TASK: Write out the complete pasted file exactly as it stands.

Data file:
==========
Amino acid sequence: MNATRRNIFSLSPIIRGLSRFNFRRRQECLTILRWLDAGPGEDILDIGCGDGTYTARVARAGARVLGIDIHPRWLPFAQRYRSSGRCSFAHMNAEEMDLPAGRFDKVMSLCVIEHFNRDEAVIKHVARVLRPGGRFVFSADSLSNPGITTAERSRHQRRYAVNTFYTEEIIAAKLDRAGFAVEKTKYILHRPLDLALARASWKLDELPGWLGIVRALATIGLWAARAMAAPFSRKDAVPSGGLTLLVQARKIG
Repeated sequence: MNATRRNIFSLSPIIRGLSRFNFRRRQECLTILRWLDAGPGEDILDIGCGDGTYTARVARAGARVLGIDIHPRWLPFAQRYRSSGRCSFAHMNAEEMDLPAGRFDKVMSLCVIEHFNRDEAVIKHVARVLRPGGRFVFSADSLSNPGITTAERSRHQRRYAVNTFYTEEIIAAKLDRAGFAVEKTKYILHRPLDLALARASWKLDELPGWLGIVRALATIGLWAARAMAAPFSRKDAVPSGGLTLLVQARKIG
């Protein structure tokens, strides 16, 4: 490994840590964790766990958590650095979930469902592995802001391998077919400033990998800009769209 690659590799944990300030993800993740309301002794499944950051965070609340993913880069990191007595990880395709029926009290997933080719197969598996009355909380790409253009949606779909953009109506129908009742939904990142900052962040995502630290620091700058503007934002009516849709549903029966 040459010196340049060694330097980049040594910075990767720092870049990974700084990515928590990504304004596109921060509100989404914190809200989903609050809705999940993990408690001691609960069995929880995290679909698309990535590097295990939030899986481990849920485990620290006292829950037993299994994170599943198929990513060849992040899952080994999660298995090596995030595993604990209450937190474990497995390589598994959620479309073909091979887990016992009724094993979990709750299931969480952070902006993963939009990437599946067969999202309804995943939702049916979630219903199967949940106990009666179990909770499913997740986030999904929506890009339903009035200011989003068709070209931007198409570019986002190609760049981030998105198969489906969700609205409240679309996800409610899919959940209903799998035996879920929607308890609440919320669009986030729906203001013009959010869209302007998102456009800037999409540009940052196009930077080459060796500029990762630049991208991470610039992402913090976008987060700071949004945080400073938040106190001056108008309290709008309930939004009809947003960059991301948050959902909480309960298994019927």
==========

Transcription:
Amino acid sequence: MNATRRNIFSLSPIIRGLSRFNFRRRQECLTILRWLDAGPGEDILDIGCGDGTYTARVARAGARVLGIDIHPRWLPFAQRYRSSGRCSFAHMNAEEMDLPAGRFDKVMSLCVIEHFNRDEAVIKHVARVLRPGGRFVFSADSLSNPGITTAERSRHQRRYAVNTFYTEEIIAAKLDRAGFAVEKTKYILHRPLDLALARASWKLDELPGWLGIVRALATIGLWAARAMAAPFSRKDAVPSGGLTLLVQARKIG
Repeated sequence: MNATRRNIFSLSPIIRGLSRFNFRRRQECLTILRWLDAGPGEDILDIGCGDGTYTARVARAGARVLGIDIHPRWLPFAQRYRSSGRCSFAHMNAEEMDLPAGRFDKVMSLCVIEHFNRDEAVIKHVARVLRPGGRFVFSADSLSNPGITTAERSRHQRRYAVNTFYTEEIIAAKLDRAGFAVEKTKYILHRPLDLALARASWKLDELPGWLGIVRALATIGLWAARAMAAPFSRKDAVPSGGLTLLVQARKIG
């Protein structure tokens, strides 16, 4: 490994840590964790766990958590650095979930469902592995802001391998077919400033990998800009769209 690659590799944990300030993800993740309301002794499944950051965070609340993913880069990191007595990880395709029926009290997933080719197969598996009355909380790409253009949606779909953009109506129908009742939904990142900052962040995502630290620091700058503007934002009516849709549903029966 040459010196340049060694330097980049040594910075990767720092870049990974700084990515928590990504304004596109921060509100989404914190809200989903609050809705999940993990408690001691609960069995929880995290679909698309990535590097295990939030899986481990849920485990620290006292829950037993299994994170599943198929990513060849992040899952080994999660298995090596995030595993604990209450937190474990497995390589598994959620479309073909091979887990016992009724094993979990709750299931969480952070902006993963939009990437599946067969999202309804995943939702049916979630219903199967949940106990009666179990909770499913997740986030999904929506890009339903009035200011989003068709070209931007198409570019986002190609760049981030998105198969489906969700609205409240679309996800409610899919959940209903799998035996879920929607308890609440919320669009986030729906203001013009959010869209302007998102456009800037999409540009940052196009930077080459060796500029990762630049991208991470610039992402913090976008987060700071949004945080400073938040106190001056108008309290709008309930939004009809947003960059991301948050959902909480309960298994019927």